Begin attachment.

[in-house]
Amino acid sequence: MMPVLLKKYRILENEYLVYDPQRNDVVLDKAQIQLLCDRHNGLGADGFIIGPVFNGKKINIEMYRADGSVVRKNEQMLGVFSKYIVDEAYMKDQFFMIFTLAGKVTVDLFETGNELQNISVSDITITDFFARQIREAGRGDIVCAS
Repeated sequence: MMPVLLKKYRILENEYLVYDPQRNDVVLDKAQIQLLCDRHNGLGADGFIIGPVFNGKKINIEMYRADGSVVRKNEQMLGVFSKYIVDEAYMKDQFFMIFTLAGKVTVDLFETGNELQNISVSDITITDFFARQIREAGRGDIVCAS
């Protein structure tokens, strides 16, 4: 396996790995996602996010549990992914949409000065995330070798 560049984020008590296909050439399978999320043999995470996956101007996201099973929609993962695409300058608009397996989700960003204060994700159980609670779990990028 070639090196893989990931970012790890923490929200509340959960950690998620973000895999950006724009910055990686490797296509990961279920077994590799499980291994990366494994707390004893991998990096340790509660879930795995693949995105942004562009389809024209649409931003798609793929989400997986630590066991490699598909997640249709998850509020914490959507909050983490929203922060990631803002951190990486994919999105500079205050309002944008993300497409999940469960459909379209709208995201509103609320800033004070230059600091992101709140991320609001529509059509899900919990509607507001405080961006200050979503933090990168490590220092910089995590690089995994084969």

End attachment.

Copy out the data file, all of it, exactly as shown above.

[in-house]
Amino acid sequence: MMPVLLKKYRILENEYLVYDPQRNDVVLDKAQIQLLCDRHNGLGADGFIIGPVFNGKKINIEMYRADGSVVRKNEQMLGVFSKYIVDEAYMKDQFFMIFTLAGKVTVDLFETGNELQNISVSDITITDFFARQIREAGRGDIVCAS
Repeated sequence: MMPVLLKKYRILENEYLVYDPQRNDVVLDKAQIQLLCDRHNGLGADGFIIGPVFNGKKINIEMYRADGSVVRKNEQMLGVFSKYIVDEAYMKDQFFMIFTLAGKVTVDLFETGNELQNISVSDITITDFFARQIREAGRGDIVCAS
């Protein structure tokens, strides 16, 4: 396996790995996602996010549990992914949409000065995330070798 560049984020008590296909050439399978999320043999995470996956101007996201099973929609993962695409300058608009397996989700960003204060994700159980609670779990990028 070639090196893989990931970012790890923490929200509340959960950690998620973000895999950006724009910055990686490797296509990961279920077994590799499980291994990366494994707390004893991998990096340790509660879930795995693949995105942004562009389809024209649409931003798609793929989400997986630590066991490699598909997640249709998850509020914490959507909050983490929203922060990631803002951190990486994919999105500079205050309002944008993300497409999940469960459909379209709208995201509103609320800033004070230059600091992101709140991320609001529509059509899900919990509607507001405080961006200050979503933090990168490590220092910089995590690089995994084969």